The 1975 date I keep referring to and that you point out correctly has not been mentioned much in the current coverage is a reference to the Church Commission in Congress and an executive order by President Ford. Both clearly intended to outlaw assassination - most especially assassination programs that were conducted beyond the reach of Congressional oversight.

I also dispute your rather generous interpretation of the oversight requirements. If I understand your logic, you seem to regard the phrase "with due regard for the protection from unauthorized disclosure of classified information relating to sensitive intelligence sources and methods or other exceptionally sensitive matters." as a kind of get out oversight free card. In practice, it has been used to allow notification of selected members of the oversight committee instead of the entire group. Cheney was ordering the avoidance of both.

LTG, do you have any idea of how this phrase in the law might be interpreted? Does it - as Dr. S. seems to suggest - allow the executive branch to determine on its own whether or not this or that program is going to be subjected to oversight?

As for the argument that its not a big deal if the program was not fully activated. I heard a great take on this by a former CIA agent and former prosecutor being interviewed on MSNBC or something. He pointed out that planning to commit illegal actions is - in many circumstances - illegal in itself. Certainly, for the CIA to dedicate resources (financial and human) to a program that would likely be ruled to be illegal by oversight authorities and then falsify reports about the allocation of those resources is illegal.

Here is why I think this different point of view between myself and Dr. S is important. In the Dr. S version of this brewing scandal, Cheney is guilty of stepping over the line of what for most people will amount to a rather arcane boundary of job descriptions in the executive branch. In my version of this, Cheney was not only overstepping his authority he was doing so to engage in a conspiracy to commit political murder in the name of the United States without the knowledge of those government officials under who's authority this actually falls and while also violating the basic principals of the constitution.

Dr. Strangelove said...

The reporters who wrote the Washington Post article explicitly indicate that they obtained additional information beyond what was in the original Wall Street Journal report. Here are the first two paragraphs from the Washington Post today:

"The CIA ran a secret program for nearly eight years that aspired to kill top al-Qaeda leaders with specially trained assassins, but the agency declined to tell Congress because the initiative never came close to bringing Osama bin Laden and his deputies into U.S. cross hairs, U.S. intelligence and congressional officials said yesterday.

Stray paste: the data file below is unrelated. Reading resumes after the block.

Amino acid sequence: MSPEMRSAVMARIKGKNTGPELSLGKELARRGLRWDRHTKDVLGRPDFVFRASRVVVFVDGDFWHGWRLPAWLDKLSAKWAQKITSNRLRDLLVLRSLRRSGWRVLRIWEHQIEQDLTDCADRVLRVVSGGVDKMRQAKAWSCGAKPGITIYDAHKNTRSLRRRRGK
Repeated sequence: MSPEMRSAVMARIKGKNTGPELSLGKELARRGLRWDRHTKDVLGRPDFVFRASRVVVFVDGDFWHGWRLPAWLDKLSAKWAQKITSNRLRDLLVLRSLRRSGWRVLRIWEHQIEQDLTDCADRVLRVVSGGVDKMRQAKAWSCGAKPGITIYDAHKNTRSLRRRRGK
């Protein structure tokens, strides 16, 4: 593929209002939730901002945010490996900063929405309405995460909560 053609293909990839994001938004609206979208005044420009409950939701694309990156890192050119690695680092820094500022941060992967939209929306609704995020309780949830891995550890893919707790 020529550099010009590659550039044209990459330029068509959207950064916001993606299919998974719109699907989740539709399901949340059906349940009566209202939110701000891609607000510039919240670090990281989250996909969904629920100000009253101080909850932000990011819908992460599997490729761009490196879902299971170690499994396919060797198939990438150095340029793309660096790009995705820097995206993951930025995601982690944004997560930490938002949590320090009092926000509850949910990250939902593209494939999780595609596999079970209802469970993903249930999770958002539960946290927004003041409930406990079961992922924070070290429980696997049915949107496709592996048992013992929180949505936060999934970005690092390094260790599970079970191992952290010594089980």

The plan to deploy teams of assassins to kill senior terrorists was legally authorized by the administration of George W. Bush, but it never became fully operational, according to sources briefed on the matter. The sources confirmed that then-Vice President Richard B. Cheney had urged the CIA to delay notifying Congress about the diplomatically sensitive plan -- a bid for secrecy that congressional Democrats now say thwarted proper oversight."

If the Washington Post is correct, then we really should be focusing on Cheney's role, rather than the substance of the program itself.

Raised By Republicans said...

Dr. S. You and the Washington Post are implicitly accepting that the President (or his agent, Cheney) have the authority to "legally authorize" assassinations without notifying appropriate authorities in the legislative branch. This is not true. They do not have this authority.

The claim that notifying either the Intelligence Committee or the "Gang of 8" in closed, secret session would undermine the program just as it was "bringing bin Laden...into U.S. crosshairs" is idiotic on the face of it. If it is legal and OK, then the only possible excuse for hiding it from Congress is that you think Congressional leaders would maliciously tip off bin Laden about it.

Remember, Dr. S., we're not talking about a televised hearing or an announcement on the floor. Oversight in these cases is itself carried out in a fairly closed and secretive manner.

This is more analogous to lying to the FISA Court than it is to taking appropriate steps to protect a legitimately secret program.

Pombat said...

Yes, I was pretty much kidding. If it wasn't for the fact that I am totally against subjecting any human being to torture such as waterboarding - regardless of what they have done or may know - I'd be all for wiping that smirk off Cheney's face. However, I believe that none of us should ever commit acts such as that, as it would damage our humanity, as well as everyone else's (caveat: if/when I have children, if anyone threatens them, I may cease to care about retention of humanity for a brief while). Which, bizarrely, is why I'm so close to the line when it comes to Cheney - his actions have damaged the humanity of all of us.

Raised By Republicans said...

At least a strong public humiliation is called for here if not actual incarceration.

USwest said...

I am still wondering what responsibility Bush has here. He was ultimately in charge and is there any negligence involved on his part since he failed to control his VP?

There is a bigger issue here . . .did Cheney overstep his role vis-a-vis the President?